- One week.
- Create the promotional poster for a movie, real or imagined.
- The artwork must be completely original, and must include new photo(s) you have taken specifically for this project, or your illustrations based on those photos.
- Create the appropriate sense of mood from your decisions about color, style, text and imagery (Communicate what type of movie this is and what it's about through visuals.).
- Improve your skills with digital photography.
- Integrate photos into an Illustrator-based design.
- Apply your understanding of visual hierarchy to bring attention to the most important information in the poster.
- Apply an understanding of the Graphic Design principles of contrast, repetition, alignment and proximity
- Communicate an idea through selection of appropriately expressive type.
- Create a visual personality through the title art and other elements
- Created in: Adobe Illustrator
- Size: At least Letter size (8.5 x 11”), up to 11 x 17”
- File format: Illustrator EPS
- Use original photographs (that you take specifically for this assignment), or vector-drawings based on those photographs
- NO photographs by someone else, clip art, or "borrowing" from famous images of the movie or musical
- Shoot your own photographs from student models, and use those as a drawing reference.
- All type must be converted to outline before turning it in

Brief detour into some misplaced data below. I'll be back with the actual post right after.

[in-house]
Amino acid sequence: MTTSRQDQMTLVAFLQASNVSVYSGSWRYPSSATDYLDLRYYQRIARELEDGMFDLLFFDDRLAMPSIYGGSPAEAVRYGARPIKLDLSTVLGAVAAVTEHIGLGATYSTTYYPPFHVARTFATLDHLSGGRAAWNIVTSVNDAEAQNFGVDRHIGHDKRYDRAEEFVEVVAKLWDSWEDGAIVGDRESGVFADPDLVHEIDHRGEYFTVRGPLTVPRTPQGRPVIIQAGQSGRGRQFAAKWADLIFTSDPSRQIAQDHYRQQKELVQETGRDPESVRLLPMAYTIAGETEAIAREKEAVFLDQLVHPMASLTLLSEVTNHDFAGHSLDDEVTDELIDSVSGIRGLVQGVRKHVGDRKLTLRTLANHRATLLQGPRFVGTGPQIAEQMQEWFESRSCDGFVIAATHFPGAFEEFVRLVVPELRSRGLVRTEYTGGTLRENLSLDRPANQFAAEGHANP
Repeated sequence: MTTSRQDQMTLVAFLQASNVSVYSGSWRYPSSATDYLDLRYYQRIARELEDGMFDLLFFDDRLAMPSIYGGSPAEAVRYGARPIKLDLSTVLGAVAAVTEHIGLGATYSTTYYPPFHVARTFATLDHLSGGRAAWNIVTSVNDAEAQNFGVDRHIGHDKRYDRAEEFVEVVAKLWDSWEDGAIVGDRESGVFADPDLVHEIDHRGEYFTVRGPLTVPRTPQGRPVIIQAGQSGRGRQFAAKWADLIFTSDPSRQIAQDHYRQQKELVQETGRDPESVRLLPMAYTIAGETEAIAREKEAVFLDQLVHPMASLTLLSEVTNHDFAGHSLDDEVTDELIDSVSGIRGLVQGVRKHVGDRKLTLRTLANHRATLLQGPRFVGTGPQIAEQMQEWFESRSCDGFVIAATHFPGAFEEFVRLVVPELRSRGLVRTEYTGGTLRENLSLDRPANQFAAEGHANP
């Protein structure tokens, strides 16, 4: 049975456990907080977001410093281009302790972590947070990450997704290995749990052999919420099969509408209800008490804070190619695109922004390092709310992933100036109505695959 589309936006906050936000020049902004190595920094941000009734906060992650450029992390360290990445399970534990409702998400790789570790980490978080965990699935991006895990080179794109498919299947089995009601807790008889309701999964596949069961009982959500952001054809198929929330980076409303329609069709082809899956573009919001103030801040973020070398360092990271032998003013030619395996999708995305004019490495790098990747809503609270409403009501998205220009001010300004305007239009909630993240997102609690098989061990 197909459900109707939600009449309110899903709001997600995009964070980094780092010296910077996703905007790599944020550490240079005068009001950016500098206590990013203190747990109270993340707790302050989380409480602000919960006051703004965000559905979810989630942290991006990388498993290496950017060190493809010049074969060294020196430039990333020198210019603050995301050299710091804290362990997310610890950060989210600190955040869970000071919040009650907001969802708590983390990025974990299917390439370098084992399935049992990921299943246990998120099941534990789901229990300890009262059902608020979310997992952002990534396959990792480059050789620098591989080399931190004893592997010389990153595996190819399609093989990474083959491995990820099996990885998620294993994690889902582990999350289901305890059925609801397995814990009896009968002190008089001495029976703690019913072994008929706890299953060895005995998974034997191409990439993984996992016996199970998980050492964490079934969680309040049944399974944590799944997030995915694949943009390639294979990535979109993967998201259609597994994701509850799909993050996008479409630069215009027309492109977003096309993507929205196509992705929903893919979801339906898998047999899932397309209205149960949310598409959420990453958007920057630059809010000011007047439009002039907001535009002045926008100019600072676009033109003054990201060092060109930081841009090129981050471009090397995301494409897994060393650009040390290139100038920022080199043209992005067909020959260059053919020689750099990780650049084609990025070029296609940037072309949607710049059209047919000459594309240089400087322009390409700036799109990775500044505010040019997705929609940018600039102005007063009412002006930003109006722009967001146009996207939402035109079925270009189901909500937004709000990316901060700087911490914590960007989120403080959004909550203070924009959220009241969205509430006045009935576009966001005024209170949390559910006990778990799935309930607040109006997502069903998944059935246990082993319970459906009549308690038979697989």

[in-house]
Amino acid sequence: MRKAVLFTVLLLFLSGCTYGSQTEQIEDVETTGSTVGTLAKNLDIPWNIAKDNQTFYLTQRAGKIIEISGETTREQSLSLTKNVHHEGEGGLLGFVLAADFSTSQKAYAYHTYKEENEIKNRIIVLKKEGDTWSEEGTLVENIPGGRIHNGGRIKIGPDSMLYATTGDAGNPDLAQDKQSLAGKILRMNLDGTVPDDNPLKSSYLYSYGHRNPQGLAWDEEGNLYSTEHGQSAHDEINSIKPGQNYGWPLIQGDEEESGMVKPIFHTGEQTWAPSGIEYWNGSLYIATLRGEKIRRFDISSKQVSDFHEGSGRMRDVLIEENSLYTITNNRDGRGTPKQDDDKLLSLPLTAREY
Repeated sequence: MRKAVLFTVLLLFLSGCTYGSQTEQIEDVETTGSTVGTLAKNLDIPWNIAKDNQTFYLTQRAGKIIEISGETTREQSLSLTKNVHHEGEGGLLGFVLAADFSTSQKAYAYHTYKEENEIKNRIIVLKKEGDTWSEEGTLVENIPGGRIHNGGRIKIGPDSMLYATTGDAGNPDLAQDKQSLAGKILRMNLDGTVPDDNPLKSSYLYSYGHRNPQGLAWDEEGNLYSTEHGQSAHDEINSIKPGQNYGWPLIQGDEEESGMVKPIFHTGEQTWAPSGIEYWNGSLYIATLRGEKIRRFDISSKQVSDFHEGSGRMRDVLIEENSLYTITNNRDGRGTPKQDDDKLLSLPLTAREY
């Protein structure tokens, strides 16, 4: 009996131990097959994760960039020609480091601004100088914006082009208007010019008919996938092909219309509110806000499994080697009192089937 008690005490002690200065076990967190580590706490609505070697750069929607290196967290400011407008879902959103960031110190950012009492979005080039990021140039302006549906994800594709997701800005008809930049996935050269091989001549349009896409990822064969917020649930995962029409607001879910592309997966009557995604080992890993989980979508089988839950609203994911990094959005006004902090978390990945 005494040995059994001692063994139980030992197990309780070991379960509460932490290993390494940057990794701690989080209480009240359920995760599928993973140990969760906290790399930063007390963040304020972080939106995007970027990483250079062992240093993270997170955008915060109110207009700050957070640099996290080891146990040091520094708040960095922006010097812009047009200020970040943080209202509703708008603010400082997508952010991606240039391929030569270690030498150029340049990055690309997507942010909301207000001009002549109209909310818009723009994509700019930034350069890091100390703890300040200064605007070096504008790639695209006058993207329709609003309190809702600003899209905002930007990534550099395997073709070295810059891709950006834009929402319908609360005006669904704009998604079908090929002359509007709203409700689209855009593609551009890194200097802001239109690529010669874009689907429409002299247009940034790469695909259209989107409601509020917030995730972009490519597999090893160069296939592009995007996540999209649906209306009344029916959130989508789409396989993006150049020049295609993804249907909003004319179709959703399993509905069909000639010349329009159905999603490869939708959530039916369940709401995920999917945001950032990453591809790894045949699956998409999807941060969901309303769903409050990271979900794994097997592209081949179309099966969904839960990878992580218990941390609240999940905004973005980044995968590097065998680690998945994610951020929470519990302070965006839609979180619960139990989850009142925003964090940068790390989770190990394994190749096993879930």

- “Director’s Name” Presents:
- Movie Title
- Other: Studio Name, Other Actors, Screenwriter, Producer, Director, etc.
- Design / Visual Impact
- Inventiveness / Creativity
- Expressiveness / Communication
- Technical Quality / Craftsmanship (including quality of photography)
- In preparation for your own theatrical poster designs, here's a link to 50 great movie poster designs.
- Collect images of effective promotional graphics for movies. Ask yourself: what makes them work so well?
- Collect information and visual references that relate to the subject(s) of the movie.
- Thumbnails and rough drafts (especially of figures. What poses will you need?)
- Take photos of student models to use in the poster or as visual reference for your drawings.
Movie posters may prove inspirational. There are two books of movie posters (of movies from the 1960s and 1970s) in Mr. Ratkevich's Portfolio classroom, Room 215.
Self Critique Questions
Ask yourself these questions for your final execution:
- Is the concept clear?
- It is visually unique and interesting? Does it have visual impact?
- Does it give the viewer a sense of what the movie is about?
- Does it give the viewer a sense of the genre: comedy, drama, action, thriller, horror, etc.